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Arlington Is Running Out Of Homes For Sale

Question: We have been searching for a home for over 6 months and have expanded both our criteria and budget, but still not finding something we like. We have heard that the housing supply is low, is that true for Arlington?

Answer: The housing supply shortage in Arlington is a big problem and it’s not just Arlington that is feeling the pain, it’s most of Northern VA and the greater DC Metro (nationwide as well).

You’re not alone in your experience either, we have a handful of clients who have been looking for the better part of a year while also expanding their search area and budget, but unhappy with what’s available.

So, is the housing shortage mostly anecdotal and buyers are just too picky or to cheap? Nope… here are some charts that highlight the alarmingly low housing inventory in Arlington:

Eight Consecutive Quarters of Fewer Homes For Sale, Year over Year (YoY)

After seven straight quarters of YoY decreases in the number of homes for sale, Q1 2018 brought us the largest drop in YoY homes for sale with 21.1% fewer homes for sale than Q1 2017, which was already 7.2% lower than the number of homes for sale in Q1 2016. The chart below represents all homes for sale in Arlington.

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Existing Housing Supply Would Only Last 1.5 Months

Months of supply measures how long the existing housing inventory would last given the last 6 months of demands (absorption). Most economists say that 4-6 months of supply represents a well balance housing market and Arlington has hovered around 1.5 months of supply for the last 6 months.

I broke out the chart below by housing type (detached, townhouse, and condo) to highlight the fact that the problem exists across all housing types, but town-homes have historically been the least supplied type of housing in Arlington.

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Good Homes Are Selling Much Faster

This chart shows the YoY change in the number of homes sold within the first 10 days on market, which has increased the last six quarters in a row. There was an impressive 53.4% YoY increase from Q1 2016 to Q1 2017, followed by yet another double digit increase in homes sold within the first 10 days from Q1 2017 to Q1 2018.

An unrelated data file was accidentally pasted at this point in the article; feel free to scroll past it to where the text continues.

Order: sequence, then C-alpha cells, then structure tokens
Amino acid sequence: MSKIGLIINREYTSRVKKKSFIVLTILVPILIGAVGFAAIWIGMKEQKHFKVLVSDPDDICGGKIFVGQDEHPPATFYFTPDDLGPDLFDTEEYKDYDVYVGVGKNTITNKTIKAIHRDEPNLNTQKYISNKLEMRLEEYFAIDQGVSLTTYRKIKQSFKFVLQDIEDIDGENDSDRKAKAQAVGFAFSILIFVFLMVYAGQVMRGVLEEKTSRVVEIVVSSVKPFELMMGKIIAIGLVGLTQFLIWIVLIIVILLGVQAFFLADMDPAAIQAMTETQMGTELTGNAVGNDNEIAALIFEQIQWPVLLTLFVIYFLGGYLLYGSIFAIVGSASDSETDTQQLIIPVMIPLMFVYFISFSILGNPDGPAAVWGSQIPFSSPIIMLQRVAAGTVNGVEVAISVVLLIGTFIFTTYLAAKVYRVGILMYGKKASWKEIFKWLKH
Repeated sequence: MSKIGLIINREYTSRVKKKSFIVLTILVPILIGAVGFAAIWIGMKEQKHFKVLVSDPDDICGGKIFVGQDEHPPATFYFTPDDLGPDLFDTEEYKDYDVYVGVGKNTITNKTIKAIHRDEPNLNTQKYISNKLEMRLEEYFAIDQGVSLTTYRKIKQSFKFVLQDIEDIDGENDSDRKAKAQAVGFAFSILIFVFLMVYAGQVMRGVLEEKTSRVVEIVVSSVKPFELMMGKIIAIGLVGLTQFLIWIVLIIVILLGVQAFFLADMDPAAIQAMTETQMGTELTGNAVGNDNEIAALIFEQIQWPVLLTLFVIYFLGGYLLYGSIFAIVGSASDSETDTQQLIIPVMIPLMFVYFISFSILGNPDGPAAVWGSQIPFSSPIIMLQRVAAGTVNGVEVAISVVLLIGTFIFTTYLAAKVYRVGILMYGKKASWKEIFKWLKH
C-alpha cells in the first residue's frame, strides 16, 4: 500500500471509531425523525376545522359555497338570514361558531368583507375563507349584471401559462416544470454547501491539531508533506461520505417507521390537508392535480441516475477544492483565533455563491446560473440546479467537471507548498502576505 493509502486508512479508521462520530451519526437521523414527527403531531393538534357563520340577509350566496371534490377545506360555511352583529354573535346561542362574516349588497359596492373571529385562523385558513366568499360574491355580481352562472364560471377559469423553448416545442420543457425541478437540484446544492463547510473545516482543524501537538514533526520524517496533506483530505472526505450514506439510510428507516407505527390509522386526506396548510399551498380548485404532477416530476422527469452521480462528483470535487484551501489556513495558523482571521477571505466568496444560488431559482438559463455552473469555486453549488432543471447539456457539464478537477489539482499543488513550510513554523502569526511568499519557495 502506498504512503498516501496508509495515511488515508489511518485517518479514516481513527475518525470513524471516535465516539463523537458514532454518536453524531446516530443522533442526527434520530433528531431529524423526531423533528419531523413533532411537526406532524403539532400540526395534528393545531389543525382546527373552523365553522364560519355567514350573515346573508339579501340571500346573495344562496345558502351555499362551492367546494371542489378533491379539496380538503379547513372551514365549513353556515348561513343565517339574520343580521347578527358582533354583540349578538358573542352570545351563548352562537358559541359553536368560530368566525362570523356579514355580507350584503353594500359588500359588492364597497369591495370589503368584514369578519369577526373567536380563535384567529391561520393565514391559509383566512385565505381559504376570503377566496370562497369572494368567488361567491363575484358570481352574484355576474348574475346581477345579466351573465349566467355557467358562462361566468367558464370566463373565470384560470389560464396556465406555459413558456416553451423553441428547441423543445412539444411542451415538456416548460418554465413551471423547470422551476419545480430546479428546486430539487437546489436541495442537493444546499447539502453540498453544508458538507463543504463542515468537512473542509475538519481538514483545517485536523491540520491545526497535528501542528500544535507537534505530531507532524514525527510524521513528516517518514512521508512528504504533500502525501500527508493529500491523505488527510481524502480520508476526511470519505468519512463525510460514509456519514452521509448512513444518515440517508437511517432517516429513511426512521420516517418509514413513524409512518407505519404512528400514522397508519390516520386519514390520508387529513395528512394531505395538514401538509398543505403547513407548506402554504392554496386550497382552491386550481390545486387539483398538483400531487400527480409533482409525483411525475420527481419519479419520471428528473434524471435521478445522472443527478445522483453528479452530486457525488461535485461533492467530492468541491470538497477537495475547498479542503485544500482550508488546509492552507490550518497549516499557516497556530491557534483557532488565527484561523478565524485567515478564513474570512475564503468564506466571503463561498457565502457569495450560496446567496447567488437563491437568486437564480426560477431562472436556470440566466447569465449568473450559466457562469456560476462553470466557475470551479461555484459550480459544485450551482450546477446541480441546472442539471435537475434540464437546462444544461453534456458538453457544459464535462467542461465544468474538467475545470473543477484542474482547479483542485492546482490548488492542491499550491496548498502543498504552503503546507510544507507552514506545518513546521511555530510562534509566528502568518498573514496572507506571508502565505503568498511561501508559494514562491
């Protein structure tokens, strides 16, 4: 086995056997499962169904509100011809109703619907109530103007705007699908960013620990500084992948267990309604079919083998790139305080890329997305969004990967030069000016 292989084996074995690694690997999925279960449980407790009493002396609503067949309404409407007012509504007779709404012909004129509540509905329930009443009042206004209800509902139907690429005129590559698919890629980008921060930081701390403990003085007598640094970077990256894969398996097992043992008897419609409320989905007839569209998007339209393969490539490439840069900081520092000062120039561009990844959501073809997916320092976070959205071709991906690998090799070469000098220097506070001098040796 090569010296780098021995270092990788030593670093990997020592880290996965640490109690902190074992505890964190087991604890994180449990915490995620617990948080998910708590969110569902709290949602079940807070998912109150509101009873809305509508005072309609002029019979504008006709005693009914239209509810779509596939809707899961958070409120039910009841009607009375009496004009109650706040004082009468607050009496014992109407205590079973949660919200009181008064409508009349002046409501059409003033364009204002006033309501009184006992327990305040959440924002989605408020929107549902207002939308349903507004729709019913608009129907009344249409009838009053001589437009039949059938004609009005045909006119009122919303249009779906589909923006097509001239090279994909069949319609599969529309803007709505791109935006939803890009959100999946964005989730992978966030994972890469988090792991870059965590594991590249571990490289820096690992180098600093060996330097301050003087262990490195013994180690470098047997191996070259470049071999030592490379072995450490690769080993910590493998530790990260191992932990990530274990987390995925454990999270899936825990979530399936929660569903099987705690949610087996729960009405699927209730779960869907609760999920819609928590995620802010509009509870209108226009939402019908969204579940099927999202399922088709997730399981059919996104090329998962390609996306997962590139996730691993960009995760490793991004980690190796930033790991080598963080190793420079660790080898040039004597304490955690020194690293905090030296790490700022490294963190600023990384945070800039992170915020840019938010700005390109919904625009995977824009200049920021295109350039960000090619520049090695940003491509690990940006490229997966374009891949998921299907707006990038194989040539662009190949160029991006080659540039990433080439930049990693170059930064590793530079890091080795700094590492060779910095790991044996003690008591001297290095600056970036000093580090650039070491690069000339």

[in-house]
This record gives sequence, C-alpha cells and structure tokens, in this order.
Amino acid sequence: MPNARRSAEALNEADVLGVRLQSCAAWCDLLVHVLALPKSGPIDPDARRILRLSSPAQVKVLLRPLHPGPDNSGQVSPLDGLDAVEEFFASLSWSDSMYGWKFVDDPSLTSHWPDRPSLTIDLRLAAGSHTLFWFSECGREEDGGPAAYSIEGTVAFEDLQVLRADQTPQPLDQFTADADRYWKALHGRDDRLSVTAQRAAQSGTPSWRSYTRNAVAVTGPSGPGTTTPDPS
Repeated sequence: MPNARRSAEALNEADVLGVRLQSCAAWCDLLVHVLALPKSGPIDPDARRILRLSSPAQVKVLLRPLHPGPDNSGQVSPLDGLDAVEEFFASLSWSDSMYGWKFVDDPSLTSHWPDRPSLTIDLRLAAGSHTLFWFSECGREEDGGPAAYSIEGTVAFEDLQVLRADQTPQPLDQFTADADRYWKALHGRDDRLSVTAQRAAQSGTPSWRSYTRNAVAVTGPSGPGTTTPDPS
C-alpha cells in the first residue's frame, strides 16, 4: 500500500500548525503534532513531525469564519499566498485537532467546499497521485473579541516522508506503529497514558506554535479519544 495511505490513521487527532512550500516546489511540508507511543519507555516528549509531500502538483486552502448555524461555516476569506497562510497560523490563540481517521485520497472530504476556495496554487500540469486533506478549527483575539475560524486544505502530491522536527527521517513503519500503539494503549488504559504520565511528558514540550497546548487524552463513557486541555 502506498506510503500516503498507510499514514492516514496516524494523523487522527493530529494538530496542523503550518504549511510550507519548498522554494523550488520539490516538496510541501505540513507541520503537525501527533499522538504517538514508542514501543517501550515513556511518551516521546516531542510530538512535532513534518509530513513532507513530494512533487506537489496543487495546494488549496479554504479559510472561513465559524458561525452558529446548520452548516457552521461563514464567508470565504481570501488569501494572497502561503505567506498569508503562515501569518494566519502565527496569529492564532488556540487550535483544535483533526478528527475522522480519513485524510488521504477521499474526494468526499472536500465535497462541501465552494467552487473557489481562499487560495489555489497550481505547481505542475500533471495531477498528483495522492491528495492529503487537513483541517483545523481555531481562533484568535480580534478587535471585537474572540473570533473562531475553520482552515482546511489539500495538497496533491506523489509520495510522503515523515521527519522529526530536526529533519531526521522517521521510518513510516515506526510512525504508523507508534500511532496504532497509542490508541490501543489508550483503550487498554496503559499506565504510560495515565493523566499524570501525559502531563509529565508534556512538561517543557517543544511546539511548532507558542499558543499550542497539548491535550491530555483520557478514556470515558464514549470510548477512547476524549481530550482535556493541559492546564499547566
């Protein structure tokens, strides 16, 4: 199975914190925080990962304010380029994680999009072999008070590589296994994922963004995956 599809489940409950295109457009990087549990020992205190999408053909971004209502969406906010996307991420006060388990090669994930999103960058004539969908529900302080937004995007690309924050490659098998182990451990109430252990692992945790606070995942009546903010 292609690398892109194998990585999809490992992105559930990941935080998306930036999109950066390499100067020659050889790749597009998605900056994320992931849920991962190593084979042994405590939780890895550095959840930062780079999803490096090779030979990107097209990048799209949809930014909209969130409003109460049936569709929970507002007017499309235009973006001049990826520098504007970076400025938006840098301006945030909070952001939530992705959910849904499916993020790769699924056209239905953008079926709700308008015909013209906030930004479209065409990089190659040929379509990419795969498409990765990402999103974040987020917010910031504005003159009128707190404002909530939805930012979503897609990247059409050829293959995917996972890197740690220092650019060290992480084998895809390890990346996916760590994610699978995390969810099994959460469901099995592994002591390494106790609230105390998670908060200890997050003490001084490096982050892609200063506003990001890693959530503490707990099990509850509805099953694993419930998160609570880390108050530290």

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The $1M+ Home Market Is Healthy

The only sub-market in Arlington with a healthy supply are homes listed for over $1M, with around four months of supply, while everything priced from $300k-$800k is under one month of supply.

However, the $1M+ sub-market is only “healthy” on paper, take a deeper look and you’ll see two major problems (cue comments that the problem with $1M+ homes is that they are $1M+). First, most of those homes are actually $1.5M-$2M and second, most of those homes are tear down/new construction with very similar size and design, leaving wealthy buyers who don’t like new construction with very few options.

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Tips For Buyers

Here are some tips for buyers searching for hard-to-find homes in a tough market:

  • There are few, if any, great deals in an under-supplied market. In this market, good value is finding a home that meets most of your criteria, that you’ll be happy in, that you can afford.
  • If you want to negotiate, your best bet is to find something that has been on market for at least 2-3 weeks otherwise you’ll accumulate more rejected offers than homes currently on the market
  • Put in the time early in your search to understand the market so you can recognize the right home when it comes on market
  • Base your offer on what the home is worth to you, not just the asking price
  • Understand how Escalation Clauses work and use them to your advantage
  • Find out if there are offer deadlines (usually the Monday or Tuesday following the first day on market)
  • Understand the cost-benefit of contingencies (inspection, financing, appraisal are the standard contingencies) and how you can maximize the strength of your offer with limited risk exposure
  • Consider doing a pre-inspection — a home inspection before you make your offer
  • Have a strong financing approval letter from a reputable lender